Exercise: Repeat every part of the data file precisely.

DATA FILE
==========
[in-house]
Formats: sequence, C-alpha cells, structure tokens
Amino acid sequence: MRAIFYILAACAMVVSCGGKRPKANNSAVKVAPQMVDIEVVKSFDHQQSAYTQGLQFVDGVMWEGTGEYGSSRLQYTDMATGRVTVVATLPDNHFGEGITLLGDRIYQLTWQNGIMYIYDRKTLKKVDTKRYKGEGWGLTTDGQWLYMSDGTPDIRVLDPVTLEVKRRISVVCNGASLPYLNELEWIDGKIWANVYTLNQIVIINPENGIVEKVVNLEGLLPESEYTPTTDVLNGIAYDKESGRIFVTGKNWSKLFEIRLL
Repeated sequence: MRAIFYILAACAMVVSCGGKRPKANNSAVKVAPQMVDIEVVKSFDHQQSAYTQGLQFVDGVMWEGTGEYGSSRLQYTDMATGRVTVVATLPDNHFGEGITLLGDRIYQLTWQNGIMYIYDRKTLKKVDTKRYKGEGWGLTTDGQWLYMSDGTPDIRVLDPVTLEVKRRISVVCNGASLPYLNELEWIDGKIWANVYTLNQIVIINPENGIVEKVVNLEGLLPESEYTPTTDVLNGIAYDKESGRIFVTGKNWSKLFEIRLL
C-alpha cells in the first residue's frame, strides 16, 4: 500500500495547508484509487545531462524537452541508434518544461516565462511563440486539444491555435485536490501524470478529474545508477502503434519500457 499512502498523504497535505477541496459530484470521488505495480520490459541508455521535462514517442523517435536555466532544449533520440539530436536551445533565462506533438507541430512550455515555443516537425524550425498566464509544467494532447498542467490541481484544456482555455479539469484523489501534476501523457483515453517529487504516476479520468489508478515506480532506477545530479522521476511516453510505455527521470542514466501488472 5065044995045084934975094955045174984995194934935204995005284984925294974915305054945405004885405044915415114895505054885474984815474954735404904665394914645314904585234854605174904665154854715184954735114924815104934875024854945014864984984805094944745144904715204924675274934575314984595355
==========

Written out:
[in-house]
Formats: sequence, C-alpha cells, structure tokens
Amino acid sequence: MRAIFYILAACAMVVSCGGKRPKANNSAVKVAPQMVDIEVVKSFDHQQSAYTQGLQFVDGVMWEGTGEYGSSRLQYTDMATGRVTVVATLPDNHFGEGITLLGDRIYQLTWQNGIMYIYDRKTLKKVDTKRYKGEGWGLTTDGQWLYMSDGTPDIRVLDPVTLEVKRRISVVCNGASLPYLNELEWIDGKIWANVYTLNQIVIINPENGIVEKVVNLEGLLPESEYTPTTDVLNGIAYDKESGRIFVTGKNWSKLFEIRLL
Repeated sequence: MRAIFYILAACAMVVSCGGKRPKANNSAVKVAPQMVDIEVVKSFDHQQSAYTQGLQFVDGVMWEGTGEYGSSRLQYTDMATGRVTVVATLPDNHFGEGITLLGDRIYQLTWQNGIMYIYDRKTLKKVDTKRYKGEGWGLTTDGQWLYMSDGTPDIRVLDPVTLEVKRRISVVCNGASLPYLNELEWIDGKIWANVYTLNQIVIINPENGIVEKVVNLEGLLPESEYTPTTDVLNGIAYDKESGRIFVTGKNWSKLFEIRLL
C-alpha cells in the first residue's frame, strides 16, 4: 500500500495547508484509487545531462524537452541508434518544461516565462511563440486539444491555435485536490501524470478529474545508477502503434519500457 499512502498523504497535505477541496459530484470521488505495480520490459541508455521535462514517442523517435536555466532544449533520440539530436536551445533565462506533438507541430512550455515555443516537425524550425498566464509544467494532447498542467490541481484544456482555455479539469484523489501534476501523457483515453517529487504516476479520468489508478515506480532506477545530479522521476511516453510505455527521470542514466501488472 5065044995045084934975094955045174984995194934935204995005284984925294974915305054945405004885405044915415114895505054885474984815474954735404904665394914645314904585234854605174904665154854715184954735114924815104934875024854945014864984984805094944745144904715204924675274934575314984595355